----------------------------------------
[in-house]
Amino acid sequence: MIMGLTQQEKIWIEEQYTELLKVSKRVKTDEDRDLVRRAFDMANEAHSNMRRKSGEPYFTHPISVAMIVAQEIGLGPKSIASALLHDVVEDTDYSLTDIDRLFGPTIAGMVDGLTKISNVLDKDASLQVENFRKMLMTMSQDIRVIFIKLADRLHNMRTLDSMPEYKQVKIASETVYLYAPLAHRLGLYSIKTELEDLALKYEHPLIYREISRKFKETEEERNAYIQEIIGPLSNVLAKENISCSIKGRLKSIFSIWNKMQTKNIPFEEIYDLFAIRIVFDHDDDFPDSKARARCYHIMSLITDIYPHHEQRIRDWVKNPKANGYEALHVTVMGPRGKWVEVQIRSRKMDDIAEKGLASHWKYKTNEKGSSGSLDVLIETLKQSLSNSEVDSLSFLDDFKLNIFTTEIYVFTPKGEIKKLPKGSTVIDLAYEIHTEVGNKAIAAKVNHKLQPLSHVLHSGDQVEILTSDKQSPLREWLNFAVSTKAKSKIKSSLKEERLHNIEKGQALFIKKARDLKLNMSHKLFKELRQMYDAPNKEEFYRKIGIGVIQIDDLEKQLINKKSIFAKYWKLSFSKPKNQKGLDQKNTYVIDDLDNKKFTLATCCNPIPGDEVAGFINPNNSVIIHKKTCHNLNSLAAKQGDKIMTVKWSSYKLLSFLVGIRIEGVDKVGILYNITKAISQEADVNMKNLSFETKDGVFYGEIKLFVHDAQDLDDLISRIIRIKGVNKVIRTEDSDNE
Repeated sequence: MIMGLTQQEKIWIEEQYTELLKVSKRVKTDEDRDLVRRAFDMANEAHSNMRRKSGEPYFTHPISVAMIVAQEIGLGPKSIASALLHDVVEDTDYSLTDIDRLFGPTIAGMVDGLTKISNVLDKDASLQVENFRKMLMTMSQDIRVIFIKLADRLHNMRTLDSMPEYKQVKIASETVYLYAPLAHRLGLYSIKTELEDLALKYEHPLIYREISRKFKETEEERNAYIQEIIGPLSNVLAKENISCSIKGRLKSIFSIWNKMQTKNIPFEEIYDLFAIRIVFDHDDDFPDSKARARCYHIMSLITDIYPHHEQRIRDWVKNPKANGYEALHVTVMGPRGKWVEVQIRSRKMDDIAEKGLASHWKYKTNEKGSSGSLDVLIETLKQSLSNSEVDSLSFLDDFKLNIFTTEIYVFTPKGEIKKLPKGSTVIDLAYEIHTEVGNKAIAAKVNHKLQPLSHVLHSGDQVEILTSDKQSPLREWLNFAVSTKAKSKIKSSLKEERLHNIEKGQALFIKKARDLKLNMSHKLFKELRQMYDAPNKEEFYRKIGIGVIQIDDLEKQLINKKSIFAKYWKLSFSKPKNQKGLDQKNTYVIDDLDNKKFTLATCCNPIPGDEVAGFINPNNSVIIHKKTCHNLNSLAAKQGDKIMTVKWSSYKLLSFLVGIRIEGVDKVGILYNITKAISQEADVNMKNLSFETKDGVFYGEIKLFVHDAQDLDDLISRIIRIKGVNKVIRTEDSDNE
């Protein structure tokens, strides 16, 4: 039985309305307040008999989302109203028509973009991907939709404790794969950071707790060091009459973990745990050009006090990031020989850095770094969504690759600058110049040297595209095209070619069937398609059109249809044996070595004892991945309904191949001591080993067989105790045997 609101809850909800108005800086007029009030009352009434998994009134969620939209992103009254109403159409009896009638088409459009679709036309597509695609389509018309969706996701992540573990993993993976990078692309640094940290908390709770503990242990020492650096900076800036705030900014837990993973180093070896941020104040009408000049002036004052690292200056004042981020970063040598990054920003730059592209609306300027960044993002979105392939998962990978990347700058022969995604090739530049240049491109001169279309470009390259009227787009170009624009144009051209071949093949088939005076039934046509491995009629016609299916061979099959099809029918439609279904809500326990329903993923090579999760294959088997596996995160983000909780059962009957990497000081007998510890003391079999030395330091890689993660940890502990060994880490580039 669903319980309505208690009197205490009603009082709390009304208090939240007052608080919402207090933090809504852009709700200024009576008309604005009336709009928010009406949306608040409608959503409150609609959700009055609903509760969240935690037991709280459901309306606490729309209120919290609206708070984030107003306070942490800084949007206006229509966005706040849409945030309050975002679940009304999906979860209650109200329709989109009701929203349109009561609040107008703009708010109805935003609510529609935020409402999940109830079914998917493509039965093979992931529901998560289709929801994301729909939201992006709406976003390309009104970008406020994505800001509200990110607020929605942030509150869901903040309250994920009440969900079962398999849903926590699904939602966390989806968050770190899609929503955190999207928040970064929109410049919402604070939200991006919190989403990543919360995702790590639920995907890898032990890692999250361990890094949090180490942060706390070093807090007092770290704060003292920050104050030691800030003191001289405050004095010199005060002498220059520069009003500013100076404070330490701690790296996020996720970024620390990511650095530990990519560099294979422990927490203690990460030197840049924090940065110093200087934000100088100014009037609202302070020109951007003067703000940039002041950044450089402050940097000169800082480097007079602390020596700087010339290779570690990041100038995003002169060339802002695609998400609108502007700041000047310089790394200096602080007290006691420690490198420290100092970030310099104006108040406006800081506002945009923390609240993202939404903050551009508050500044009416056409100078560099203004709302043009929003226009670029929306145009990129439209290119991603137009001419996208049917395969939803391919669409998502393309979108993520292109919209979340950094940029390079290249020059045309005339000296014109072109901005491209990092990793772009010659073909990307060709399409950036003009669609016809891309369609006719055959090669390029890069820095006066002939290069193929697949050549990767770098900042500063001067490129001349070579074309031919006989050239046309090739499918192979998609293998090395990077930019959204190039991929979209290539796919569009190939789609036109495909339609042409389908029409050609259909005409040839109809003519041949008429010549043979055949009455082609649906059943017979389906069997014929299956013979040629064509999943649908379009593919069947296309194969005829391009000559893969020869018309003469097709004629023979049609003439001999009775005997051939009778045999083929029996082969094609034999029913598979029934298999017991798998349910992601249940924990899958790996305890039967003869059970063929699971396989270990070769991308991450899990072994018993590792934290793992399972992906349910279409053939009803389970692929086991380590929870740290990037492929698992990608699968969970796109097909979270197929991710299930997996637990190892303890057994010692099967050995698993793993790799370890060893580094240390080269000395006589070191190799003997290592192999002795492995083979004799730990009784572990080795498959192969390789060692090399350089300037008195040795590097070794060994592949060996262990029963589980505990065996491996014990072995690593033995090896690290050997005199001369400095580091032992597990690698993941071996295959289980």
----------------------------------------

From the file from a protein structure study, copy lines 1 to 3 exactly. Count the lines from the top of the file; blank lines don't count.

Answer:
[in-house]
Amino acid sequence: MIMGLTQQEKIWIEEQYTELLKVSKRVKTDEDRDLVRRAFDMANEAHSNMRRKSGEPYFTHPISVAMIVAQEIGLGPKSIASALLHDVVEDTDYSLTDIDRLFGPTIAGMVDGLTKISNVLDKDASLQVENFRKMLMTMSQDIRVIFIKLADRLHNMRTLDSMPEYKQVKIASETVYLYAPLAHRLGLYSIKTELEDLALKYEHPLIYREISRKFKETEEERNAYIQEIIGPLSNVLAKENISCSIKGRLKSIFSIWNKMQTKNIPFEEIYDLFAIRIVFDHDDDFPDSKARARCYHIMSLITDIYPHHEQRIRDWVKNPKANGYEALHVTVMGPRGKWVEVQIRSRKMDDIAEKGLASHWKYKTNEKGSSGSLDVLIETLKQSLSNSEVDSLSFLDDFKLNIFTTEIYVFTPKGEIKKLPKGSTVIDLAYEIHTEVGNKAIAAKVNHKLQPLSHVLHSGDQVEILTSDKQSPLREWLNFAVSTKAKSKIKSSLKEERLHNIEKGQALFIKKARDLKLNMSHKLFKELRQMYDAPNKEEFYRKIGIGVIQIDDLEKQLINKKSIFAKYWKLSFSKPKNQKGLDQKNTYVIDDLDNKKFTLATCCNPIPGDEVAGFINPNNSVIIHKKTCHNLNSLAAKQGDKIMTVKWSSYKLLSFLVGIRIEGVDKVGILYNITKAISQEADVNMKNLSFETKDGVFYGEIKLFVHDAQDLDDLISRIIRIKGVNKVIRTEDSDNE
Repeated sequence: MIMGLTQQEKIWIEEQYTELLKVSKRVKTDEDRDLVRRAFDMANEAHSNMRRKSGEPYFTHPISVAMIVAQEIGLGPKSIASALLHDVVEDTDYSLTDIDRLFGPTIAGMVDGLTKISNVLDKDASLQVENFRKMLMTMSQDIRVIFIKLADRLHNMRTLDSMPEYKQVKIASETVYLYAPLAHRLGLYSIKTELEDLALKYEHPLIYREISRKFKETEEERNAYIQEIIGPLSNVLAKENISCSIKGRLKSIFSIWNKMQTKNIPFEEIYDLFAIRIVFDHDDDFPDSKARARCYHIMSLITDIYPHHEQRIRDWVKNPKANGYEALHVTVMGPRGKWVEVQIRSRKMDDIAEKGLASHWKYKTNEKGSSGSLDVLIETLKQSLSNSEVDSLSFLDDFKLNIFTTEIYVFTPKGEIKKLPKGSTVIDLAYEIHTEVGNKAIAAKVNHKLQPLSHVLHSGDQVEILTSDKQSPLREWLNFAVSTKAKSKIKSSLKEERLHNIEKGQALFIKKARDLKLNMSHKLFKELRQMYDAPNKEEFYRKIGIGVIQIDDLEKQLINKKSIFAKYWKLSFSKPKNQKGLDQKNTYVIDDLDNKKFTLATCCNPIPGDEVAGFINPNNSVIIHKKTCHNLNSLAAKQGDKIMTVKWSSYKLLSFLVGIRIEGVDKVGILYNITKAISQEADVNMKNLSFETKDGVFYGEIKLFVHDAQDLDDLISRIIRIKGVNKVIRTEDSDNE